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Lamborghini Espada (1968 - 1979)

Last updated 14 March 2013

 
4
Great styling, brilliant V12, ample performance, the ability to clear the outside lane like no other car, seating for four
Rust, huge thirst, servicing and rebuild costs

Introduction

In 1968 Lamborghini introduced the Espada, a full four-seater GT that sat above the Islero in the range. Like that car, it was kitted out with luxury equipment, but still retained the towering performance delivered by the 3929cc V12 engine, now in 325bhp form.

Styling was by Bertone, and was heavily inspired by its memorable Marzal concept car from 1966. The Espada maintained that car’s expansive proportions, despite now being front-engined, and Lamborghini also wanted its gullwing doors to go into production, but this idea was abandoned due to weight and complexity. The styling of the Espada was sensational, a real head-turner, and perfect for its times.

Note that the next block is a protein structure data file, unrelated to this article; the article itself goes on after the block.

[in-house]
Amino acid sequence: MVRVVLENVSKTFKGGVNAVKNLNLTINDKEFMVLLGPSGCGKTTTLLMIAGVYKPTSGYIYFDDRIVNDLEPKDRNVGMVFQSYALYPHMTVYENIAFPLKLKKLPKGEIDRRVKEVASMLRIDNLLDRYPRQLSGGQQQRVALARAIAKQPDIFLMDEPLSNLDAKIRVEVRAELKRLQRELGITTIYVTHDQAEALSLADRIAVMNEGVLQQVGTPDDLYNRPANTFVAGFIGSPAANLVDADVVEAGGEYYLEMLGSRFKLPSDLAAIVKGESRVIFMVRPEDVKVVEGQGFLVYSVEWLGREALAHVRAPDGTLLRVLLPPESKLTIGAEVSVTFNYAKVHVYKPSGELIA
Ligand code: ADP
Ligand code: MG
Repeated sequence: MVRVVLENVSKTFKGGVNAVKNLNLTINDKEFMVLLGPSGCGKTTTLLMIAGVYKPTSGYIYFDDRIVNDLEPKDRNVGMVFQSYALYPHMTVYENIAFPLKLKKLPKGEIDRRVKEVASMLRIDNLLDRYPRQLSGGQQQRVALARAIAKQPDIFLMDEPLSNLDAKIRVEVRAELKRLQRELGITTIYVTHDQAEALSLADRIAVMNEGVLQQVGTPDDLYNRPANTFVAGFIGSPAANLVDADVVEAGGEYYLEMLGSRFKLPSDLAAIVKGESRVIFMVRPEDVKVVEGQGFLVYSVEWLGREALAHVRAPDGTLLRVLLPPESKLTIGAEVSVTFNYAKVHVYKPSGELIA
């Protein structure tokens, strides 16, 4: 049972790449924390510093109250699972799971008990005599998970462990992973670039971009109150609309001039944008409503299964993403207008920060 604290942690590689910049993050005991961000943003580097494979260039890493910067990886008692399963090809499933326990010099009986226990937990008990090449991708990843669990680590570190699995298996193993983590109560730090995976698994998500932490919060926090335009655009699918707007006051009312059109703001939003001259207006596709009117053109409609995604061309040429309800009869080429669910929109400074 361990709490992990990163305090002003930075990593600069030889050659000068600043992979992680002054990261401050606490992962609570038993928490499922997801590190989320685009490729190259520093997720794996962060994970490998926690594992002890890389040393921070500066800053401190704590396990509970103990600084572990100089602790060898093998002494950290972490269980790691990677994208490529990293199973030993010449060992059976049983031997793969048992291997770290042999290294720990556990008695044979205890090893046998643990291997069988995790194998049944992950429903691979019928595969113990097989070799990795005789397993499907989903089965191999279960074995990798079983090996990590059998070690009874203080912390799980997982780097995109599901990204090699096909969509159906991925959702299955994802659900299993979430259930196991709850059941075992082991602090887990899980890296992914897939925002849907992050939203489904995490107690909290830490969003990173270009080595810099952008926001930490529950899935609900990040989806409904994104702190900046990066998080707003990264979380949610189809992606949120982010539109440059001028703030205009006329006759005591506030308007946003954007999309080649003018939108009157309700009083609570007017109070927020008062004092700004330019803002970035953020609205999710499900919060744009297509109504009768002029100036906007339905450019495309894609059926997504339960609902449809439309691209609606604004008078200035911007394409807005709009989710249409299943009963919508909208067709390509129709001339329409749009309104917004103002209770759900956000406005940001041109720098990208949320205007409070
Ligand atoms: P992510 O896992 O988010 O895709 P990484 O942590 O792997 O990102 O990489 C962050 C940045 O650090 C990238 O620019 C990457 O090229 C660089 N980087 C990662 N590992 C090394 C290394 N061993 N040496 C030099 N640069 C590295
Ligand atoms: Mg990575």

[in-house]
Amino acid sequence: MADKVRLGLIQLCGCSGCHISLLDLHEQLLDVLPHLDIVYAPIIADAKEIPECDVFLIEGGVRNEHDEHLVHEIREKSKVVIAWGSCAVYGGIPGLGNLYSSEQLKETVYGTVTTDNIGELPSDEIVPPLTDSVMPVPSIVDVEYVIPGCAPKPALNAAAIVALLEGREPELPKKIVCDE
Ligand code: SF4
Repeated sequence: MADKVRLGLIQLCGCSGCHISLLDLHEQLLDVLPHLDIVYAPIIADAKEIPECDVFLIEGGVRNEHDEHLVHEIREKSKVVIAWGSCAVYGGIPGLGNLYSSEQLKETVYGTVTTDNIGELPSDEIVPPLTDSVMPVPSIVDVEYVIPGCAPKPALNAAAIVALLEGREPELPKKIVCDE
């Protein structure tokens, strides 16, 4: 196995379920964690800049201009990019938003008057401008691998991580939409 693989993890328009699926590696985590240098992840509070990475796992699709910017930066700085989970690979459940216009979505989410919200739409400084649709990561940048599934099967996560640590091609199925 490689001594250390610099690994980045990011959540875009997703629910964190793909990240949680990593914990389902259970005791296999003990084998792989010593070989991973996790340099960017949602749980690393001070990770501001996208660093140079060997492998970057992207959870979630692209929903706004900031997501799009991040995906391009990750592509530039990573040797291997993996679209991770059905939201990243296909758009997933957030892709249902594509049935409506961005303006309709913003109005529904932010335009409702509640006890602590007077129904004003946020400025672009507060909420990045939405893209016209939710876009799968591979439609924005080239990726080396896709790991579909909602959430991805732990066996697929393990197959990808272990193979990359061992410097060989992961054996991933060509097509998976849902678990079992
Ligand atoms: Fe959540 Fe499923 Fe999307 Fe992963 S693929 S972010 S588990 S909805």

It enjoyed a 10-year production run, too, where it received a lot of evolutionary changes along the way. The S1 (1968–1970), the S2 (1970–1972) and the S3 (1972–1978) all had near-identical styling, but each new version gained a little more more in the process. An all-new dashboard and steering went into the S2, and the interior was further revamped for the S3. In 1970, power steering was offered as an option, and in 1974 an automatic transmission was also made available, making this a truly usable Lamborghini.

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